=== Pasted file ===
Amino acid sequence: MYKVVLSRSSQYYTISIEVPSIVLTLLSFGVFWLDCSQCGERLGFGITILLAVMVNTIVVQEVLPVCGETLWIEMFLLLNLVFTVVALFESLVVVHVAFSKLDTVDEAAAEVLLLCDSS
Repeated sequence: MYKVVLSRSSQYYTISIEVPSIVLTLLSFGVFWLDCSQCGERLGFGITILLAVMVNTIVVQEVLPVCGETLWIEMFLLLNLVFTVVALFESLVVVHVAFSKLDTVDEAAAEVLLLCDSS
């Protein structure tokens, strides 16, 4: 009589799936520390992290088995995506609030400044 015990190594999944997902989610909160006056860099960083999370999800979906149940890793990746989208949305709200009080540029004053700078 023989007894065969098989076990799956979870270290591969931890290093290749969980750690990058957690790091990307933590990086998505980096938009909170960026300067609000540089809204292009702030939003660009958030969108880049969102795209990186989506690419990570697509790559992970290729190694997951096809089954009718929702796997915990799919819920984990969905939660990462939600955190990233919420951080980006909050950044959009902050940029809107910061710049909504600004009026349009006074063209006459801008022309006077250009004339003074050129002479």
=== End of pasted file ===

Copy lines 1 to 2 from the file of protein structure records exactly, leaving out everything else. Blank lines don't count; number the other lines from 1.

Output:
Amino acid sequence: MYKVVLSRSSQYYTISIEVPSIVLTLLSFGVFWLDCSQCGERLGFGITILLAVMVNTIVVQEVLPVCGETLWIEMFLLLNLVFTVVALFESLVVVHVAFSKLDTVDEAAAEVLLLCDSS
Repeated sequence: MYKVVLSRSSQYYTISIEVPSIVLTLLSFGVFWLDCSQCGERLGFGITILLAVMVNTIVVQEVLPVCGETLWIEMFLLLNLVFTVVALFESLVVVHVAFSKLDTVDEAAAEVLLLCDSS